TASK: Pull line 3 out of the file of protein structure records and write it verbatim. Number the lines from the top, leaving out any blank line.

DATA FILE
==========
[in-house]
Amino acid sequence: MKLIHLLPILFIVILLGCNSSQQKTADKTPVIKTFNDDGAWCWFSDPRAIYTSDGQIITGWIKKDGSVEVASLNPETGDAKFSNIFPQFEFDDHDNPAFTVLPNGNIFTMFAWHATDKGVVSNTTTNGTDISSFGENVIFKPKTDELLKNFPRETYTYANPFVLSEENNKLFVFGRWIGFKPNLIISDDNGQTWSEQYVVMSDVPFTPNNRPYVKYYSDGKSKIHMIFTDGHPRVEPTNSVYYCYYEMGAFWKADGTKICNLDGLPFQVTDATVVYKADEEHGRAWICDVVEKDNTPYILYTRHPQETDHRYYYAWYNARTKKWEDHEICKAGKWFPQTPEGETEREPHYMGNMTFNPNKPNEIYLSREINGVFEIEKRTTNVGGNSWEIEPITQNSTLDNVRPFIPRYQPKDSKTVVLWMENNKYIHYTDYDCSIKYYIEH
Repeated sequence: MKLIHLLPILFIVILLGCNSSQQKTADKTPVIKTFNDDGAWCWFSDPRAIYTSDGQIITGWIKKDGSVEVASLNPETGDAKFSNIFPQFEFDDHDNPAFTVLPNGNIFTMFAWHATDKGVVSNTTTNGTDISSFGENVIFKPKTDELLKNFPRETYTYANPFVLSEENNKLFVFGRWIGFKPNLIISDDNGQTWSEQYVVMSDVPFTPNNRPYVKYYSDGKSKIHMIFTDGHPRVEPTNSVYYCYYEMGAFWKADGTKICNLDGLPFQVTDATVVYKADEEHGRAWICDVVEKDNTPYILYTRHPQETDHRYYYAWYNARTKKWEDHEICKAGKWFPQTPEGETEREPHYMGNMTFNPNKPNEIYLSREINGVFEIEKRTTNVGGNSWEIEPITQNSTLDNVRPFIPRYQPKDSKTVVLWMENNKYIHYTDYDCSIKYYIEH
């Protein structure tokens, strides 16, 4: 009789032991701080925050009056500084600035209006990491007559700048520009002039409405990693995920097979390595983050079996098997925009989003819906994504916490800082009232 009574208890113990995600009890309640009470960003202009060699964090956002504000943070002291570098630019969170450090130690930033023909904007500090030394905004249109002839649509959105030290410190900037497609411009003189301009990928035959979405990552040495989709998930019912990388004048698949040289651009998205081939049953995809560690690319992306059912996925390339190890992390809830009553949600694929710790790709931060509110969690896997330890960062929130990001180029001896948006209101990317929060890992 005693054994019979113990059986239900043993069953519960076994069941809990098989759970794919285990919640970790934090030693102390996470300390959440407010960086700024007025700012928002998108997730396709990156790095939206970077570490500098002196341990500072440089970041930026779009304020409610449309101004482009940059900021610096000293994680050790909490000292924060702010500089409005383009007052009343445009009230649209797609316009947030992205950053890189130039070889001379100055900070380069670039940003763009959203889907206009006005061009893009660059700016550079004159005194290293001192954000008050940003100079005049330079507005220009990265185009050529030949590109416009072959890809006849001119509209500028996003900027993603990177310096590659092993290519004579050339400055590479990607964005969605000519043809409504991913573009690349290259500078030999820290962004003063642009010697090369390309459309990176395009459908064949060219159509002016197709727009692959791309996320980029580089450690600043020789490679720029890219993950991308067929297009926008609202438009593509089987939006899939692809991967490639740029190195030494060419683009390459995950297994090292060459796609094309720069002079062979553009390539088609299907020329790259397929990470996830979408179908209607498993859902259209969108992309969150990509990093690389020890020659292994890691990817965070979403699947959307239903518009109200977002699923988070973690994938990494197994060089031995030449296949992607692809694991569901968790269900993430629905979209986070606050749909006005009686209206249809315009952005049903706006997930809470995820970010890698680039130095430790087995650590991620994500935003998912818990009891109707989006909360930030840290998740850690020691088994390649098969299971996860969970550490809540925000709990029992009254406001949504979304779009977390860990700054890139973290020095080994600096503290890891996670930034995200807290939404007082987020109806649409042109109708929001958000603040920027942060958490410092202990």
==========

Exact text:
Repeated sequence: MKLIHLLPILFIVILLGCNSSQQKTADKTPVIKTFNDDGAWCWFSDPRAIYTSDGQIITGWIKKDGSVEVASLNPETGDAKFSNIFPQFEFDDHDNPAFTVLPNGNIFTMFAWHATDKGVVSNTTTNGTDISSFGENVIFKPKTDELLKNFPRETYTYANPFVLSEENNKLFVFGRWIGFKPNLIISDDNGQTWSEQYVVMSDVPFTPNNRPYVKYYSDGKSKIHMIFTDGHPRVEPTNSVYYCYYEMGAFWKADGTKICNLDGLPFQVTDATVVYKADEEHGRAWICDVVEKDNTPYILYTRHPQETDHRYYYAWYNARTKKWEDHEICKAGKWFPQTPEGETEREPHYMGNMTFNPNKPNEIYLSREINGVFEIEKRTTNVGGNSWEIEPITQNSTLDNVRPFIPRYQPKDSKTVVLWMENNKYIHYTDYDCSIKYYIEH